[31 Days of Horror Part VI: Jason Lives] Day 25 – The Fog (1980)

Director: John Carpenter

Cast: Adrienne Barbeau, Jamie Lee Curtis, John Houseman, Janet Leigh, Hal Holbrook, Tom Atkins, Nancy Loomis

Screenplay: John Carpenter, Debra Hill

89 mins. Rated R.

 

This one does for fog what Jaws did for the water.

There’s a fog rolling into Antonio Bay on the eve of its 100th anniversary, and as soon as the clock strikes midnight, people start seeing strange things in it. Father Malone (Hal Holbrook, Into the Wild, Blackway) discovers an old journal in his church that tells him a terrible secret from the town’s inception, one that involves an old ship called the Elizabeth Dane and its captain, Blake. Now, the Elizabeth Dane has rolled into town on the fog, and its captain is out for vengeance. Radio DJ and lighthouse keeper Stevie Wayne (Adrienne Barbeau, Argo, Creepshow) is the only one who can warn the residents of Antonio Bay that danger is coming; she just hopes they’re listening.

The Fog is proof that director John Carpenter (Escape from New York, The Ward) can just about do anything. He has guys in costumes in a foggy atmosphere with glowing eyes, essentially just tall Jawas, and he makes them scarier than any current CGI could do (and we’re looking at you, 2005 remake to The Fog). It’s because he’s a smart filmmaker who solves problems. He knows that he is making a low-budget, possibly cheesy horror film, and so he chooses to shoot it in anamorphic widescreen Panavision in order to add to the grandeur of the gothically beautiful Antonio Bay layered in fog.

I like how separate Carpenter keeps things in this film. For the most part, Stevie Wayne barely shares the screen with anyone else. She gets her own slice of the story. Then, there’s the story of the hitchhiker Elizabeth (Jamie Lee Curtis, True Lies, Halloween) and Nick (Tom Atkins, Night of the Creeps, Drive Angry) as they try to uncover the mystery in the fog. Then, there’s the Father Malone sequences and the centennial sequences with Kathy (Janet Leigh, Psycho, The Manchurian Candidate) trying to keep the celebration together amidst the lingering danger. The film is filled with great characters in an insane situation. These individual “pocket stories” on their own would be great, but together they weave an eerie and creepy tapestry.

The Fog is truly brilliant. I can see why this is often called a Carpenter favorite. It’s a truly incredible little horror story that makes the ghosts (guys in costumes with glowing eyes) more terrifying than most other films could do with a bigger budget. John Carpenter is a horror maestro, and The Fog is just another master stroke.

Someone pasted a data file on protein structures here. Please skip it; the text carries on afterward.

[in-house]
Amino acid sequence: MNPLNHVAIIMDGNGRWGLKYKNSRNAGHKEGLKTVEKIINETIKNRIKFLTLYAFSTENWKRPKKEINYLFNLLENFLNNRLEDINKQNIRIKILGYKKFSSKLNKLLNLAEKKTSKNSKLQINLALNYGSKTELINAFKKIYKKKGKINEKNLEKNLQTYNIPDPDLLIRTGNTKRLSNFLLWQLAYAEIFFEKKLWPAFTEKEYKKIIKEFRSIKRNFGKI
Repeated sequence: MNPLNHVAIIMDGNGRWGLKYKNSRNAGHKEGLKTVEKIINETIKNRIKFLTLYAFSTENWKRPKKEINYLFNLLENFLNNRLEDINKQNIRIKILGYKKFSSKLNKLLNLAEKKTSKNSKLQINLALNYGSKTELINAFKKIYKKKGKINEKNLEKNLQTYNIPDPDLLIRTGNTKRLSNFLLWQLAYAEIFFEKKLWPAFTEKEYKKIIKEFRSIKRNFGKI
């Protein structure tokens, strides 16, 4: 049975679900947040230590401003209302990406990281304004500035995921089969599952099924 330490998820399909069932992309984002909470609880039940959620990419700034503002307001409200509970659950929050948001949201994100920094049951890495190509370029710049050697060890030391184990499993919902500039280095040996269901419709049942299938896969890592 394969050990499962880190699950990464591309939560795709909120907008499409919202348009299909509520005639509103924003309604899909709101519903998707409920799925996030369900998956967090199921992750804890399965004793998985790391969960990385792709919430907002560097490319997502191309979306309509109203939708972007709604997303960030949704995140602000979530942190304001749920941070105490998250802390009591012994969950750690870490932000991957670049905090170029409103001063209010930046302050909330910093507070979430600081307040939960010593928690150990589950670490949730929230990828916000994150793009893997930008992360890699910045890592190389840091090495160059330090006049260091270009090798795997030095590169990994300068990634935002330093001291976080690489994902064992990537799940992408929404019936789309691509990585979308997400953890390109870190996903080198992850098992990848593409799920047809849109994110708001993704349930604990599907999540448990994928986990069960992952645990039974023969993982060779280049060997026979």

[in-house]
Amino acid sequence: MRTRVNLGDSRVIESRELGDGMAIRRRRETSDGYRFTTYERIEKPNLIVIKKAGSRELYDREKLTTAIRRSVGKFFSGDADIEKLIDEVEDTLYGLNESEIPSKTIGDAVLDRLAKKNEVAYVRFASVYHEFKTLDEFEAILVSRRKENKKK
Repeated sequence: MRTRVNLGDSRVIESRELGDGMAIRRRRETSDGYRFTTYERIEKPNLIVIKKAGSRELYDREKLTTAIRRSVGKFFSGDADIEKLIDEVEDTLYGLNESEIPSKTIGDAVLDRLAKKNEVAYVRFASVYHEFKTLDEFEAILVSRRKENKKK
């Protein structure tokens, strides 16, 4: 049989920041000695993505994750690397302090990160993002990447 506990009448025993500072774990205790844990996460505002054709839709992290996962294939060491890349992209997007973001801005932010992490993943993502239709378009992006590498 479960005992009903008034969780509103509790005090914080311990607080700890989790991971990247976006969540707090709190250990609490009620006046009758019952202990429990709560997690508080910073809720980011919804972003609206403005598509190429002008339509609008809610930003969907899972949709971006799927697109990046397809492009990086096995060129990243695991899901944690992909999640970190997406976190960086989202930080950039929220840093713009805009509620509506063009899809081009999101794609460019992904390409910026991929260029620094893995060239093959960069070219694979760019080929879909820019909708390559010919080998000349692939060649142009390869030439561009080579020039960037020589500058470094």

5/5

-Kyle A. Goethe

 

 

For more 31 Days of Horror, click here.

For my review of John Carpenter’s Halloween, click here.

For my review of John Carpenter’s The Thing, click here.

For my review of John Carpenter and Tobe Hooper’s Body Bags, click here.

For my review of John Carpenter’s In the Mouth of Madness, click here.

For my review of John Carpenter’s Village of the Damned, click here.

[31 Days of Horror: The Final Chapter] Day 22 – Night of the Demons (1988)

Director: Kevin Tenney

Cast: William Gallo, Hal Havins, Amelia Kinkade, Cathy Podewell, Linnea Quigley, Alvin Alexis

Screenplay: Joe Augustyn

90 mins. Rated R.

 

There are so many “Night of” films. Night of the Living Dead, The Night of the Iguana, The Night of the Hunter, Night of the Creeps, Night of the Comet. It can get confusing trying to remember which night we are all in. Night of the Demons slipped by me for some time because of it. Now, here we are.

Night of the Demons is classic 80s rock horror from director Kevin Tenney (Witchboard, Bigfoot). In it, several friends and acquaintances gather at an abandoned funeral parlor on Halloween to party with host Angela (Amelia Kinkade, My Best Friend is a Vampire, Girls Just Want to Have Fun). But when evil and demonic forces begin possessing some of the teens, it is clear that there will be some serious fatalities and not all of them will make it to November.

As before, this is prime time cheese 80s horror. It is easy to tell with Linnea Quigley (The Return of the Living Dead, The Barn) appearing, but director Tenney and screenwriter Joe Augustyn (Exit, Night Angel) crafted a seriously goofy and strange horror film. There’s an odd framing subplot involving an old man purchasing apples and razor blades that feels oddly out of place, and the enjoyment level is very hit or miss throughout.

Night of the Demons was enjoyable enough, but it wasn’t really all that good. Genre fans may find something to love, but this movie doesn’t have a lot of appeal and hasn’t aged as well as other similar fare. Maybe the sequel is better, but I doubt it.

 

2.5/5

-Kyle A. Goethe

 

 

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